In new research, global staffing firm Accountemps found that 90% of professionals admitted they sometimes come to the office with cold or flu symptoms. And worse yet, 33% of them ALWAYS go to work even when they’re ill with the cold or flu. Yikes! That’s not right, but it’s the real world.
Did you know the flu affects 5-20% of the population in the United States each year? The Centers for Disease Control and Prevention (CDC) estimates that influenza has resulted up to 960,000 hospitalizations in the United States. Now is the time to take action and learn how to be an effective flu fighter and win this winter in your office.
According to a Centers for Disease Control and Prevention study the peak month of the flu season is February. With brisk cooler temperatures every day the time to prepare facilities and offices for sniffles, sneezes and the flu is now. Please consider the questions below to anticipate the impact peak cold and flu season may have on your workplace.
It’s a jolly time of the year! The holidays bring cheer to offices with holiday parties, gift exchanges and more. This year, spread the love with useful gifts for your office gift exchange. If you’re still thinking about a gift to bring, these 5 themed gift package ideas may help. Choose gifts that help prepare your colleagues for a healthy and safe winter.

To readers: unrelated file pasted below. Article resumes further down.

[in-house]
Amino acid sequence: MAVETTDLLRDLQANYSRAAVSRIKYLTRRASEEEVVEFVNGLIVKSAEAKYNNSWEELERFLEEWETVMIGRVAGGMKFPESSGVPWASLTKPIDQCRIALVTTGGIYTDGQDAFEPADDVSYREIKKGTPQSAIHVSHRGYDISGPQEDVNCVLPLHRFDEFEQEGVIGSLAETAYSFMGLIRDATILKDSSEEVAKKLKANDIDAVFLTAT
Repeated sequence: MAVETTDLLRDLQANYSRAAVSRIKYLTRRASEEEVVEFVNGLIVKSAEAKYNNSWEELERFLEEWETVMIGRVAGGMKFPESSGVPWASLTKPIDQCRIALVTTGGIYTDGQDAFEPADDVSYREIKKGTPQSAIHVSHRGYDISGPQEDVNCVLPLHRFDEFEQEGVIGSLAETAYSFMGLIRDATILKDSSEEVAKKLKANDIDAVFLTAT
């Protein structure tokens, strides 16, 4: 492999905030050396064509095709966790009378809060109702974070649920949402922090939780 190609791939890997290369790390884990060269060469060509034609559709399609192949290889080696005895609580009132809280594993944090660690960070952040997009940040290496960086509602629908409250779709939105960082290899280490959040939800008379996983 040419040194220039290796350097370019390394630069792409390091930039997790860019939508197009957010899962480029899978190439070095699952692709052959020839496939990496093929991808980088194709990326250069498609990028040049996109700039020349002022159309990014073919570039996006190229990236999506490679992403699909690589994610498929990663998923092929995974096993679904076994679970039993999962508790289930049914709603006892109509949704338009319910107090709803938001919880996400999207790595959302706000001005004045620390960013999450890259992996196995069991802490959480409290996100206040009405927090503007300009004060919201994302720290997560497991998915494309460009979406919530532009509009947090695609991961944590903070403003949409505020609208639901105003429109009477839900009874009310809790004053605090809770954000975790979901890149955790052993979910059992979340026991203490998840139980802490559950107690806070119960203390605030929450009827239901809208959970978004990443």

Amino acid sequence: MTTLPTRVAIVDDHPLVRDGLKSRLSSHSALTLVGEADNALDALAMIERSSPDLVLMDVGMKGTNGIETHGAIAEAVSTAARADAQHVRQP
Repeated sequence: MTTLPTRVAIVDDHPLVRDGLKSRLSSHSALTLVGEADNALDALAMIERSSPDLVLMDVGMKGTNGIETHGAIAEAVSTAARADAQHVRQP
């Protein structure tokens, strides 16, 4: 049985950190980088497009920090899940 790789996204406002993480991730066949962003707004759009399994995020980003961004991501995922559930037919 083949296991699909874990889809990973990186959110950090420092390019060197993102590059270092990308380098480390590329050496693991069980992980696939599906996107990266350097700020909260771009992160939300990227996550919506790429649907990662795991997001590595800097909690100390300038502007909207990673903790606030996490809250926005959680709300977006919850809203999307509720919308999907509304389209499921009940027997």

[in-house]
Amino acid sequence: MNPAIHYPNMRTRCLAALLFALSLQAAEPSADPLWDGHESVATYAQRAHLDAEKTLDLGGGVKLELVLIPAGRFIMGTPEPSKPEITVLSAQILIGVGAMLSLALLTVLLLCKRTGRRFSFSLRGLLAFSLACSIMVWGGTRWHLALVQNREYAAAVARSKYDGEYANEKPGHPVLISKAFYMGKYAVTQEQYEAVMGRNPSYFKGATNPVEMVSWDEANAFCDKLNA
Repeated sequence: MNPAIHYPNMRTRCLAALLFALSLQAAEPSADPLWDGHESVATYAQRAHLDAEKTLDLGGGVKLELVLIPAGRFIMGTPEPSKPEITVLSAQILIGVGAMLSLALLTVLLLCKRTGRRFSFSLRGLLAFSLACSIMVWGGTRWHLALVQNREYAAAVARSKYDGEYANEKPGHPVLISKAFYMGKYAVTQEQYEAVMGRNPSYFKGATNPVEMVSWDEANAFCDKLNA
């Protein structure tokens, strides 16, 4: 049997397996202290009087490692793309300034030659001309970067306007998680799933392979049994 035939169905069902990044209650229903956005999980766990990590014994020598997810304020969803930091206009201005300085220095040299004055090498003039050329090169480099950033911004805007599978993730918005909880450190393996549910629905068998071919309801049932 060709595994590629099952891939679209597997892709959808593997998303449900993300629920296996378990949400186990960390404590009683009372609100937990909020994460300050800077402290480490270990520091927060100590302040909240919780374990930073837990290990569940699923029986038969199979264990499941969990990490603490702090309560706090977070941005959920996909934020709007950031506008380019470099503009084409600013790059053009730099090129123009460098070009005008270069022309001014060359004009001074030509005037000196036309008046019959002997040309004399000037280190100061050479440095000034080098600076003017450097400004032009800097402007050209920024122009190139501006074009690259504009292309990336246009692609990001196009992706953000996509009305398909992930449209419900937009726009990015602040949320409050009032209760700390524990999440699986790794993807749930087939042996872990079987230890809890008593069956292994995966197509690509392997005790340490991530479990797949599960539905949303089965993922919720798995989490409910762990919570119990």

It is difficult for most organizations to understand the financial impact of absences caused by employee illness. Healthcare claims and their affiliated costs may be more readily financially trackable, but absences also have far-reaching effects on productivity and operating expenses that are not as easy to quantify and control. This blog examines the true financial impact of unplanned absences caused by illness—and how to reduce both absenteeism and healthcare claims.
Long gone are the Mad Men days when you could retire to a spacious, private office between meetings. The open office trend is here to stay, and for good reason: the layout can foster collaboration, a livelier interchange of ideas and a greater sense of belonging to the team. Surrounded by coworkers, even Don Draper might have spent less time moodily staring out the window.
There's a widespread perception that promoting a positive company image has to be expensive. Organizations often think office amenities or wellness initiatives need to be dramatic to have a positive impact on employees. Companies become convinced they need to build a gym or do something dramatic so their employees will have to notice. It’s much more practical to do small, inexpensive things for your employees that make their everyday lives better and healthier.
As fall rolls in, flu season approaches. Whether you work in an office, school, or stay at home, it’s essential to stay ahead of the cold and flu by being prepared.